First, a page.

In a match between two players nearly invincible on grass at their best, Sampras offered a simply summary of his strategy against the Swiss stylist: turn up the heat on serve and rush the net relentlessly in an effort to impose oppressive pressure on Federer.
"Roger feels unbeatable right now and my prime at Wimbledon, I felt unbeatable," Sampras told ESPN's Chris Fowler, Patrick McEnroe and Dick Enberg in an interview with the network on Wednesday night. "Like the way I played against Andre [Agassi] in '99 was probably the best tennis I could put together there. If I played like that against Roger, I'd have to like my chances. But he proposes different things than Andre has. He serves a little bigger. He might move a little better. His backhand might be more vulnerable than Andre's. I'd bring the heat and try to come in on his serve and really attack him and take his time away."
Speaking like a man sorry to see serve-and-volleyers as an endangered species, Sampras said his ability to hold serve and attack an opponent's serve would make him a formidable opponent against Federer, who rarely faces serve-and-volleyers today.
"We see Wimbledon today where everyone is staying back, you know I miss the serve and volley tennis," Sampras said. "And I would try to put as much pressure on Roger if I could and if he could pass and return great for three straight sets then it's too good. But I felt that I was very, very tough to break on grass when I was serving well and moving well. And the fact that Roger stays back on grass, it gives me a few chances to kind of take a crack at it and just kind of move to the net and try to put pressure on him. But I can't talk too much on how I'd do because he beat me the one time we played."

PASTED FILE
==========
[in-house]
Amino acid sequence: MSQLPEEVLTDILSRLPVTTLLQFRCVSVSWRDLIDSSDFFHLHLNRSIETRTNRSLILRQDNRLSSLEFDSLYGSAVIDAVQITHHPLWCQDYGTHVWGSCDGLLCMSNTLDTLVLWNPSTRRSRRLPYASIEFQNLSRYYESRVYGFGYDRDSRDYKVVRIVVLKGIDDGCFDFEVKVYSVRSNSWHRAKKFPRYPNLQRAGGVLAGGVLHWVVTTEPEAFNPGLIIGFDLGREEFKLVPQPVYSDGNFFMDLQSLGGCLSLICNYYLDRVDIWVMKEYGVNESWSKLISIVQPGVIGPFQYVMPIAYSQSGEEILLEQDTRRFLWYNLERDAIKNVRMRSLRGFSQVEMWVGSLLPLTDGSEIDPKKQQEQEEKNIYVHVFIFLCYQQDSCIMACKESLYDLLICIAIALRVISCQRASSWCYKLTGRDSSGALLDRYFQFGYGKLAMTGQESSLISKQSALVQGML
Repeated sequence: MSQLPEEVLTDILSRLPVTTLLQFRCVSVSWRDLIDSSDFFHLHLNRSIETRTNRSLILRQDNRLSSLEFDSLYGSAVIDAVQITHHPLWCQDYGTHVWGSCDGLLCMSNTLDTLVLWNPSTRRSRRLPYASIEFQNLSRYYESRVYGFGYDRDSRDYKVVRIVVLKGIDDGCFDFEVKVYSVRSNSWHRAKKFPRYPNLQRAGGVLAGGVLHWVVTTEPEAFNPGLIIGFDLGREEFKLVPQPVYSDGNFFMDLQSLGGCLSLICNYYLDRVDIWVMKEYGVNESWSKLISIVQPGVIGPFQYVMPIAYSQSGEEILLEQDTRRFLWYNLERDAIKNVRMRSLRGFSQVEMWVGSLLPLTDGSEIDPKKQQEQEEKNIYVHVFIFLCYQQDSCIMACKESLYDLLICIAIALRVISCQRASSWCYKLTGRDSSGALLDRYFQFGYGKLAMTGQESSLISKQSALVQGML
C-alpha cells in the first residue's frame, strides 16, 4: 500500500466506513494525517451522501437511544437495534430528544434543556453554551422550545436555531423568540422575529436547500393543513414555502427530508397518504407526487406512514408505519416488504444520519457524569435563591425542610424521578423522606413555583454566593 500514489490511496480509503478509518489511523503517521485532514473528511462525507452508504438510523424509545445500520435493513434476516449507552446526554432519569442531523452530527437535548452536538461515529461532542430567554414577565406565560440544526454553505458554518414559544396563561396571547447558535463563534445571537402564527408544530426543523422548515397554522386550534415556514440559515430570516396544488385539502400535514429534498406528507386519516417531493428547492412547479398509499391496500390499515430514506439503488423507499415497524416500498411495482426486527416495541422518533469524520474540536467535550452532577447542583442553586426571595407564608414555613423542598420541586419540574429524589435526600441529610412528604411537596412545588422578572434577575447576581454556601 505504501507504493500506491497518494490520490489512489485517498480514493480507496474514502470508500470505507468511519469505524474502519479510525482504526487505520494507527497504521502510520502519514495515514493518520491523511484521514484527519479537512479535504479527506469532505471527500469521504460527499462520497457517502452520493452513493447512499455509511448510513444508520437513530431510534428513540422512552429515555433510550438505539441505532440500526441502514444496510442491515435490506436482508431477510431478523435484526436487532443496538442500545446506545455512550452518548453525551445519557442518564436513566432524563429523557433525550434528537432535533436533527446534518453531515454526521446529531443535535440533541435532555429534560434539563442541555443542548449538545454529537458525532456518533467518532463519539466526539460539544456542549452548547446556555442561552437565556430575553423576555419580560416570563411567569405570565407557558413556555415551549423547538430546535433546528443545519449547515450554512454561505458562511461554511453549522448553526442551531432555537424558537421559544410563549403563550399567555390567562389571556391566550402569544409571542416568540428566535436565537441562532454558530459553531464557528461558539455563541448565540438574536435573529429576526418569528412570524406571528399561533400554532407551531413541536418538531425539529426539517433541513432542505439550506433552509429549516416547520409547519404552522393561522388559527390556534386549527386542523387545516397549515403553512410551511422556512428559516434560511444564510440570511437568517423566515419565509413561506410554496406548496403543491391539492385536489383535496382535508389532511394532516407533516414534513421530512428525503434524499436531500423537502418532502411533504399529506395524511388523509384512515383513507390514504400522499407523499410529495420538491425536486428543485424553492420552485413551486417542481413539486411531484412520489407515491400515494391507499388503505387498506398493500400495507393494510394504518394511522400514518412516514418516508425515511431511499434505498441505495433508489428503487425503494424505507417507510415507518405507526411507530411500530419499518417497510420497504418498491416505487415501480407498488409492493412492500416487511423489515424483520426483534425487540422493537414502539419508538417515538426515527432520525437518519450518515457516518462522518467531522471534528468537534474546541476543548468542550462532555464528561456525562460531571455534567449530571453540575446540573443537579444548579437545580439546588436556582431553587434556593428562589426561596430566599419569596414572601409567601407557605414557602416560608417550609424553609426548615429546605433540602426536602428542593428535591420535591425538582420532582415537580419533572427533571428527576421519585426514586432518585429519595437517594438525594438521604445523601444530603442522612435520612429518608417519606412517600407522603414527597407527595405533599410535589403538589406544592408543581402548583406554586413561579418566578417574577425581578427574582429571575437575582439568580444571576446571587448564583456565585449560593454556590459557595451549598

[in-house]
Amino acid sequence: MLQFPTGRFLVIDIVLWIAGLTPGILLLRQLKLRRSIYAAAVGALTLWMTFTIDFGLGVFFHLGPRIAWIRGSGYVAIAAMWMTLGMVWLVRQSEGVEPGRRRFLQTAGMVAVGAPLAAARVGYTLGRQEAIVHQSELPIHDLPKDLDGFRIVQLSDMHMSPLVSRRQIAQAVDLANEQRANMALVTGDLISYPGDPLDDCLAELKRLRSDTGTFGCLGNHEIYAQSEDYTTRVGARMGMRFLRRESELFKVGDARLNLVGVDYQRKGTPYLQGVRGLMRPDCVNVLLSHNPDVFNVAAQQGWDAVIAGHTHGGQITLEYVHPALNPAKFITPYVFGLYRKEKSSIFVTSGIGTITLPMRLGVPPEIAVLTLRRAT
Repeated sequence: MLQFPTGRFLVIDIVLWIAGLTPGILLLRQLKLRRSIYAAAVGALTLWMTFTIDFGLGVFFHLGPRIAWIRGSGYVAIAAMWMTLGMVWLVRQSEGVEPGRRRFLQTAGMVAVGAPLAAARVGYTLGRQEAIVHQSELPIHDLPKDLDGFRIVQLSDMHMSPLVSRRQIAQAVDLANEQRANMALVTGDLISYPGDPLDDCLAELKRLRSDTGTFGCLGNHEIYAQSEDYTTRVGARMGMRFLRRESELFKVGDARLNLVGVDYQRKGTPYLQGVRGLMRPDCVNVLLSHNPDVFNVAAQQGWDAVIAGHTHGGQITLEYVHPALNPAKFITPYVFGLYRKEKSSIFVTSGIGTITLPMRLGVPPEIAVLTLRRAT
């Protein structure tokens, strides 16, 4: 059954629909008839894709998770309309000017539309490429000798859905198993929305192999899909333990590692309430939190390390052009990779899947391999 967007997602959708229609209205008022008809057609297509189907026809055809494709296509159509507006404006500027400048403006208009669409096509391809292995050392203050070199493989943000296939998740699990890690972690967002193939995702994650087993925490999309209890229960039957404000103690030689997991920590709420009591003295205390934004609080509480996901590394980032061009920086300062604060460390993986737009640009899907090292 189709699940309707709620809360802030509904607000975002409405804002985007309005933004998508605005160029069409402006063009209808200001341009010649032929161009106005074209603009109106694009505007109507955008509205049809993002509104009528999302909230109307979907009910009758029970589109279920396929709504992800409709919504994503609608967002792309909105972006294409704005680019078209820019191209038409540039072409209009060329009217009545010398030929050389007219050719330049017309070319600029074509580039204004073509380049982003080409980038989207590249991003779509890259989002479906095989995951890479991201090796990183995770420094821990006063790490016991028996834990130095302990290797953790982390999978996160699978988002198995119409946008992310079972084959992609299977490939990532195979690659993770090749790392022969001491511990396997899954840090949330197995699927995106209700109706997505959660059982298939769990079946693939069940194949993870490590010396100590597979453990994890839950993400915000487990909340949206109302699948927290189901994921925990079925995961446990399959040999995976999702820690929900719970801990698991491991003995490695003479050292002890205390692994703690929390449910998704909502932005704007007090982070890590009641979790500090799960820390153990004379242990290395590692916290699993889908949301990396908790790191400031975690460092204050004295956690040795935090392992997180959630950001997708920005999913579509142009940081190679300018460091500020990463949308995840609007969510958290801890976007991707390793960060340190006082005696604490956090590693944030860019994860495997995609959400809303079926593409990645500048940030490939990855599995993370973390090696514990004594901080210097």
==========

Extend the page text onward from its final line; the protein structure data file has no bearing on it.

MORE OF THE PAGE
That classic Centre Court clash came in July of 2001 as the 15th-seeded Federer stunned Sampras with a dramatic 7-6 (9-7), 5-7, 6-4, 6-7 (2-7), 7-5 fourth-round triumph that was both a coming of age for Federer and the end of an era for Sampras. Federer's victory snapped Sampras' 31-match Wimbledon winning streak and came nearly three years to the day after he swept the Wimbledon singles and doubles junior titles.
Federer followed his victory over Sampras by falling to Tim Henman in a four-set quarterfinal. Henman, who was 1-6 lifetime against Sampras and is 6-7 against Federer, including a streak of six straight losses, believes the current World No. 1 is already a more complete player than the former World No. 1.